I've used Google a few times to date negatives and photos. First was in trying to identify which great uncle appeared in an old photo I was restoring. Thankfully, he was leaning against his truck and the licence plate was clearly visible. I'm not sure about elsewhere, but here in Victoria, Australia, the numbering system changed through the decades and, later, the "catch phrase" above the numbers and letters changed. That gave me a ballpark figure and, given the twenty year age gap between the youngest and oldest child and a known date of immigration from Ireland to Australia, I had my year and the correct family member.
The second was while developing old film for a friend who sells antique cameras and hands over any film he comes across sitting inside them. It's been hit and miss on visible results but, those few that show an image have often included street signs and zooming down to street view in Google Maps gives me not only an exact location, but a "then and now" comparison of the street which I love. Again, the licence plates have helped me attach a date to those negatives but with nowhere near the accuracy Bill's obtained as these weren't my negatives.
It sure beats hunting through historical books trying to date them by the people's clothing!
The third, and my favourite discovery, was of an old photo of a great uncle aboard what my aunt thought was the ship on which he immigrated to Australia. Cleaning up the image revealed the life belt hanging between the railings which gave me the "ship's" name and a Google search told me it was actually a paddle steamer which took passengers from the capital city down to a seaside suburb half an hour away from where I now live. Amongst the archived footage kept by the Australian Broadcasting Commission was a short film showing passengers boarding the paddle steamer and arriving down in Sorrento, disembarking to be taken by horse drawn carriage into the town. While I couldn't spot my great uncle in the crowds, it still gave me a cheerful goofy grin to find moving imagery from that time.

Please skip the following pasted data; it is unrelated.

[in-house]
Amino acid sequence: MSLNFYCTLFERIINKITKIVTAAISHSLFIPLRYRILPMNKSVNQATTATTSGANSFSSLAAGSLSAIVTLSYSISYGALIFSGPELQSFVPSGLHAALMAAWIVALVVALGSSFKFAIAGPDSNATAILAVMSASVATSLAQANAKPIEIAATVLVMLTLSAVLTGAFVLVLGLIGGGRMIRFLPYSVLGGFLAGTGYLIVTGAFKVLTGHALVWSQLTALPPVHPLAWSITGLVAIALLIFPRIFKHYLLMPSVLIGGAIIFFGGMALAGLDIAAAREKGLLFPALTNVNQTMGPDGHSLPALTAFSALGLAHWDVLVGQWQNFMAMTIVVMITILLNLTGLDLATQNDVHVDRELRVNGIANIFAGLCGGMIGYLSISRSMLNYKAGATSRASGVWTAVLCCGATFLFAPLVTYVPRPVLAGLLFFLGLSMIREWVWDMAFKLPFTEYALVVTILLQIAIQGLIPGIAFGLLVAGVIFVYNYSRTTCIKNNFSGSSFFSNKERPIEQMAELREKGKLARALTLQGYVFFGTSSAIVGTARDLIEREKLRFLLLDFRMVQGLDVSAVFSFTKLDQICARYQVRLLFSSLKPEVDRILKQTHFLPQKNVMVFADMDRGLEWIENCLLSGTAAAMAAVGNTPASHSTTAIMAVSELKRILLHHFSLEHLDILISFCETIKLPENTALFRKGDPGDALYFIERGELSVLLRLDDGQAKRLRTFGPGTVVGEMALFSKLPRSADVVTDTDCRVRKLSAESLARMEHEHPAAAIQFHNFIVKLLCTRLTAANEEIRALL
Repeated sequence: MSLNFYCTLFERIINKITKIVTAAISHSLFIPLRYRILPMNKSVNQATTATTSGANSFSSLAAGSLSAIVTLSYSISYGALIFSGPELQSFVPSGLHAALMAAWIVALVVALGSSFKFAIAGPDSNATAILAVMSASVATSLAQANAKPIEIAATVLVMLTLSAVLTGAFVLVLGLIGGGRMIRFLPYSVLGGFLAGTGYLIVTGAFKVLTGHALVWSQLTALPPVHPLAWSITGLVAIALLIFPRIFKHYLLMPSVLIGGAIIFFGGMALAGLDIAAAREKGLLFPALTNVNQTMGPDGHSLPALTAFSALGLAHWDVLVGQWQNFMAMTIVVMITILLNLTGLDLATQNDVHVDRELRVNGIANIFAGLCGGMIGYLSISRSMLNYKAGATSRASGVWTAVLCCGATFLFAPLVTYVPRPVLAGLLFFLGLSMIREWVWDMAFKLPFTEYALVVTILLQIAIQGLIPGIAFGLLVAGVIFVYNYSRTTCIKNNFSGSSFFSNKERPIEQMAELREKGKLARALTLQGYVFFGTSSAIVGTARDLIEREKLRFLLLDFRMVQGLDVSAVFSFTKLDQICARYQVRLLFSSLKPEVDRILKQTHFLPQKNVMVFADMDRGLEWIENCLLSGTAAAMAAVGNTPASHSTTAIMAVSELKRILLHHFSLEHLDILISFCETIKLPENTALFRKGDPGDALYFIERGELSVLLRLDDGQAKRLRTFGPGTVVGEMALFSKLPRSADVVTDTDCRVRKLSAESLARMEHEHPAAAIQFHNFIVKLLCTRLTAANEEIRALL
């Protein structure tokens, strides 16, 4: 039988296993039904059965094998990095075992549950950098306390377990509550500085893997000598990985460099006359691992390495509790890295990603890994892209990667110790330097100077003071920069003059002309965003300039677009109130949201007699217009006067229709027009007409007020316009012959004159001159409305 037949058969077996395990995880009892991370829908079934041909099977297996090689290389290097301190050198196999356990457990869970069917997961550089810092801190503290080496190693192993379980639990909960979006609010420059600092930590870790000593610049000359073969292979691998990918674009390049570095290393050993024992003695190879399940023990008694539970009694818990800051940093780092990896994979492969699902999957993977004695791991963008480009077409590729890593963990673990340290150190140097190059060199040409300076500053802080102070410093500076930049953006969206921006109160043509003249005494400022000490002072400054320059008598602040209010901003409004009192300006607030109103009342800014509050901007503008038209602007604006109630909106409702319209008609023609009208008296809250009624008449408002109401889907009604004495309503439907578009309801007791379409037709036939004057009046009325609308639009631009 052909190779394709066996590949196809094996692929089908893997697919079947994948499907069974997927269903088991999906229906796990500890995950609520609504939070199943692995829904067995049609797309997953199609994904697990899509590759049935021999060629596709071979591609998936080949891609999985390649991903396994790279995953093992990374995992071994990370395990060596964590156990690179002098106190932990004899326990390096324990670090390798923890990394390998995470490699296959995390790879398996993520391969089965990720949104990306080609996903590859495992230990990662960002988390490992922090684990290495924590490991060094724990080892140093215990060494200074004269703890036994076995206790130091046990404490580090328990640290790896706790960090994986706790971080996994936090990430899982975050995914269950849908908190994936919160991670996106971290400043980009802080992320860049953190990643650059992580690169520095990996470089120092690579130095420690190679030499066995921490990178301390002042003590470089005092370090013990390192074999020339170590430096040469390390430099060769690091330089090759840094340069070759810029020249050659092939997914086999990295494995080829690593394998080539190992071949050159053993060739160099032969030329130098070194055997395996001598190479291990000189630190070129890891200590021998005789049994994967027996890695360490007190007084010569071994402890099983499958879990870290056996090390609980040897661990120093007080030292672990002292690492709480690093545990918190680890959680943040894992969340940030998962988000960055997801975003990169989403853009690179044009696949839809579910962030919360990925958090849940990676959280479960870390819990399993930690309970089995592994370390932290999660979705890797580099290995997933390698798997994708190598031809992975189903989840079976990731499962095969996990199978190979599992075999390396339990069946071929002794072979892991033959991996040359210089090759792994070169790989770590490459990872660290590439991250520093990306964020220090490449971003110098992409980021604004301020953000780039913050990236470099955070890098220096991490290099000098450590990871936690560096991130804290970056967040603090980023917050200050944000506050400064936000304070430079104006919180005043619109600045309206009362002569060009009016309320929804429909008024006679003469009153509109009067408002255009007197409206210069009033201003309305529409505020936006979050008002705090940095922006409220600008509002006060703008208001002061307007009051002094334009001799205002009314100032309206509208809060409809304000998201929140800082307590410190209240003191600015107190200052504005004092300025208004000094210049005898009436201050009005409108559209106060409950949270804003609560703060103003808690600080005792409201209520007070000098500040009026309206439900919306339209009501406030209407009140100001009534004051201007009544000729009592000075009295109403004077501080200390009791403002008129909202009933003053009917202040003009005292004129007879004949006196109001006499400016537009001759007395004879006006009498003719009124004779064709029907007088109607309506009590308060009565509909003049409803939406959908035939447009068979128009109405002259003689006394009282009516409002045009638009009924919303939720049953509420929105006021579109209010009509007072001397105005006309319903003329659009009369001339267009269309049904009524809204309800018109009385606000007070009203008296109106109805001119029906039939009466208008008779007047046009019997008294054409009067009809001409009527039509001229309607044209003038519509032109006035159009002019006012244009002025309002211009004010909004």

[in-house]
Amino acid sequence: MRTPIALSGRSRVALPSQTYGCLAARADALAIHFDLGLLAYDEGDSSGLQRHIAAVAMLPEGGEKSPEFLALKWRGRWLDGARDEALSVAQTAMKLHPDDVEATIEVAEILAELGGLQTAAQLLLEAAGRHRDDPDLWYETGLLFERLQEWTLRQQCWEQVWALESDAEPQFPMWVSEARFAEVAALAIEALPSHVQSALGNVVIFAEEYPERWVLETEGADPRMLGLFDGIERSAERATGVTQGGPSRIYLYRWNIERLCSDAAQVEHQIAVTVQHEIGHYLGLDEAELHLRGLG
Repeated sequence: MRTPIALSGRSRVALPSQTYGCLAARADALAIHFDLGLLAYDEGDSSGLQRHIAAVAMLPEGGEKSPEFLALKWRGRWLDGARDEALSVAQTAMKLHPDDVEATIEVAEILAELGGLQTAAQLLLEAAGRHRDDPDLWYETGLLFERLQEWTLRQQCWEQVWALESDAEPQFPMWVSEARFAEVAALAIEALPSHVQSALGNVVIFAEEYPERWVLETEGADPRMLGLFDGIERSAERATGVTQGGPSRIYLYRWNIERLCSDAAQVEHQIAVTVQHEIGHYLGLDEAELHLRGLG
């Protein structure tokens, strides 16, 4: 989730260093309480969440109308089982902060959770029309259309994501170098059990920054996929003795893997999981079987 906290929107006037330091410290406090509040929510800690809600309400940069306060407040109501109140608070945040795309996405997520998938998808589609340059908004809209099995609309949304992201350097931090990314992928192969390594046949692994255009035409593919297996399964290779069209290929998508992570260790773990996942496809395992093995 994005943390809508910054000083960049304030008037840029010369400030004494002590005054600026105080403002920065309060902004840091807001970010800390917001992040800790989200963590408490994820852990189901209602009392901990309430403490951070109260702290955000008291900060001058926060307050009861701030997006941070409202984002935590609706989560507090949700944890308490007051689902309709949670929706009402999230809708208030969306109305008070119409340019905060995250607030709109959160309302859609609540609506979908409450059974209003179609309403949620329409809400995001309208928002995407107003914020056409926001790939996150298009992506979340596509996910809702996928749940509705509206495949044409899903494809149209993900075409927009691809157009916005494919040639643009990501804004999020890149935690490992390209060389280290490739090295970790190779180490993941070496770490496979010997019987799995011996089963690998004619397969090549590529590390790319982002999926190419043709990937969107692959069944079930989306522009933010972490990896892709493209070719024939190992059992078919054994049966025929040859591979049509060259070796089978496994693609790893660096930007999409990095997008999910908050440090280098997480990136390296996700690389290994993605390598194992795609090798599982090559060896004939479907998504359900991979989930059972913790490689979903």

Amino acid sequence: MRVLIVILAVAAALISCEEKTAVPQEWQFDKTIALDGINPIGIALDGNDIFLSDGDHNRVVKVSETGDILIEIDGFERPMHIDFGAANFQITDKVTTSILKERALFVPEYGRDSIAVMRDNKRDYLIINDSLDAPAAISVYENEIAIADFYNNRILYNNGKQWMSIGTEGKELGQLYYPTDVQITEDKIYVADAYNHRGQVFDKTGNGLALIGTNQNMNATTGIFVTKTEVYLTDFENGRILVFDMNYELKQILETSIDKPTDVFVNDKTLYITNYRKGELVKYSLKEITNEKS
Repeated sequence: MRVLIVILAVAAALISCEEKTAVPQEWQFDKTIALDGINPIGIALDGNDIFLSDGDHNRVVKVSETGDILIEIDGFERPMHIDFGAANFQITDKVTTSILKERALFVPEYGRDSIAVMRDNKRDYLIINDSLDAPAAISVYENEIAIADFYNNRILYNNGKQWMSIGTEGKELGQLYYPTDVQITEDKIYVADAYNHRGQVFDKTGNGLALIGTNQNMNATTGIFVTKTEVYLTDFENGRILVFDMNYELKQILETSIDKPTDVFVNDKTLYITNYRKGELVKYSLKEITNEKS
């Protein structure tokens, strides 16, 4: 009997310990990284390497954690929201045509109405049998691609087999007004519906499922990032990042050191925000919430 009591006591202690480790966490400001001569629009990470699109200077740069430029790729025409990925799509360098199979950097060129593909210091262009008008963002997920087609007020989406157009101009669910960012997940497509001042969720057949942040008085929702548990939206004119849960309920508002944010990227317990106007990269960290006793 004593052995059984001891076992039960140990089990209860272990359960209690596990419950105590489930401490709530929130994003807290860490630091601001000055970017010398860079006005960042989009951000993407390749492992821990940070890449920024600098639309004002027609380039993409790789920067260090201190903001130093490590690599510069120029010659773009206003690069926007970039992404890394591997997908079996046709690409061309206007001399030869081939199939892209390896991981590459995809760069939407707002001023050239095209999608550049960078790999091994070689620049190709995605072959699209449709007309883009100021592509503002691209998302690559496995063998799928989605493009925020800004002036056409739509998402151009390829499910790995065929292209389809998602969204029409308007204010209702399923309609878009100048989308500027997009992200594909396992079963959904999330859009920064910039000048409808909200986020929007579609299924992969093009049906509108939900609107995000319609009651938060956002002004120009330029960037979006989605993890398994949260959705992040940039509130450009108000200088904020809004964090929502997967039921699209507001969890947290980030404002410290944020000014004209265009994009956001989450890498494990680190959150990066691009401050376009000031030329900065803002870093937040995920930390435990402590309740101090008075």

Shop windows/businesses are also a way to get some idea of when a photo was taken if they were there long enough to establish any sort of reputation. I put together a family tree for a group of photographs purchased by the abovementioned antique dealer and my starting point was a couple of first names scribbled on the back of one of the photos, a shop window with the town included in its name and another photo of one of the boys photographed in his army uniform. Being a small town, when he was killed in action, his name featured prominently in the local paper at the time. From there I managed to put names to every member of the family in the photographs from obituaries, wedding announcements, births, etc.
Apologies for waffling on, but I love old photos and their stories